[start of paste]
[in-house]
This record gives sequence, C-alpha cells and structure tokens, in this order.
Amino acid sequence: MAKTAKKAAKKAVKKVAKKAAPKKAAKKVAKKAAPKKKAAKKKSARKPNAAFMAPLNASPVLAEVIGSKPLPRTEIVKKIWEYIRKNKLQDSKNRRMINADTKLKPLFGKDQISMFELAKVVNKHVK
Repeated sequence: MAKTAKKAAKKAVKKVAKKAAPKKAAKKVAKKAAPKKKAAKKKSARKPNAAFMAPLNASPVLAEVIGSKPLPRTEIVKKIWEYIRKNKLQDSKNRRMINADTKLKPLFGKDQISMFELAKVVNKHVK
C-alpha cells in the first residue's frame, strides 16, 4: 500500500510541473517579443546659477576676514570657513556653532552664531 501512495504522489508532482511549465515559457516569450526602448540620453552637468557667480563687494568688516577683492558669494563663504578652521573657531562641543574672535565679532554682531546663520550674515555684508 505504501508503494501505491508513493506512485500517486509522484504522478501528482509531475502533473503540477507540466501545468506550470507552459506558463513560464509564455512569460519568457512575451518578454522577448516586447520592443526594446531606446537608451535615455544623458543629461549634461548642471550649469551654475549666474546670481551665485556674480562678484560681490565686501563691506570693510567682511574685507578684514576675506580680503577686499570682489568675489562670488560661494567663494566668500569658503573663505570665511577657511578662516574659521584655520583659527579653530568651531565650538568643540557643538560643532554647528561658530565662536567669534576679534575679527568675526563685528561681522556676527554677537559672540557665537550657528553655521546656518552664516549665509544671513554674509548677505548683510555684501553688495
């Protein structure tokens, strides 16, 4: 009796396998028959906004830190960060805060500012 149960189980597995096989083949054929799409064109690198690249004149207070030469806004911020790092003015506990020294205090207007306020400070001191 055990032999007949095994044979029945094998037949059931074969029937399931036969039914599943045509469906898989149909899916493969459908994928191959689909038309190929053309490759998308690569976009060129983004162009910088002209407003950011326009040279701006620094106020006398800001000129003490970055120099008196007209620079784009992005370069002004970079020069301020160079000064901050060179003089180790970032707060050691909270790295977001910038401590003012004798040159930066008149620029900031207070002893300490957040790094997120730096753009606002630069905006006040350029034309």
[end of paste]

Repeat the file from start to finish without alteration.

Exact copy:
[in-house]
This record gives sequence, C-alpha cells and structure tokens, in this order.
Amino acid sequence: MAKTAKKAAKKAVKKVAKKAAPKKAAKKVAKKAAPKKKAAKKKSARKPNAAFMAPLNASPVLAEVIGSKPLPRTEIVKKIWEYIRKNKLQDSKNRRMINADTKLKPLFGKDQISMFELAKVVNKHVK
Repeated sequence: MAKTAKKAAKKAVKKVAKKAAPKKAAKKVAKKAAPKKKAAKKKSARKPNAAFMAPLNASPVLAEVIGSKPLPRTEIVKKIWEYIRKNKLQDSKNRRMINADTKLKPLFGKDQISMFELAKVVNKHVK
C-alpha cells in the first residue's frame, strides 16, 4: 500500500510541473517579443546659477576676514570657513556653532552664531 501512495504522489508532482511549465515559457516569450526602448540620453552637468557667480563687494568688516577683492558669494563663504578652521573657531562641543574672535565679532554682531546663520550674515555684508 505504501508503494501505491508513493506512485500517486509522484504522478501528482509531475502533473503540477507540466501545468506550470507552459506558463513560464509564455512569460519568457512575451518578454522577448516586447520592443526594446531606446537608451535615455544623458543629461549634461548642471550649469551654475549666474546670481551665485556674480562678484560681490565686501563691506570693510567682511574685507578684514576675506580680503577686499570682489568675489562670488560661494567663494566668500569658503573663505570665511577657511578662516574659521584655520583659527579653530568651531565650538568643540557643538560643532554647528561658530565662536567669534576679534575679527568675526563685528561681522556676527554677537559672540557665537550657528553655521546656518552664516549665509544671513554674509548677505548683510555684501553688495
């Protein structure tokens, strides 16, 4: 009796396998028959906004830190960060805060500012 149960189980597995096989083949054929799409064109690198690249004149207070030469806004911020790092003015506990020294205090207007306020400070001191 055990032999007949095994044979029945094998037949059931074969029937399931036969039914599943045509469906898989149909899916493969459908994928191959689909038309190929053309490759998308690569976009060129983004162009910088002209407003950011326009040279701006620094106020006398800001000129003490970055120099008196007209620079784009992005370069002004970079020069301020160079000064901050060179003089180790970032707060050691909270790295977001910038401590003012004798040159930066008149620029900031207070002893300490957040790094997120730096753009606002630069905006006040350029034309």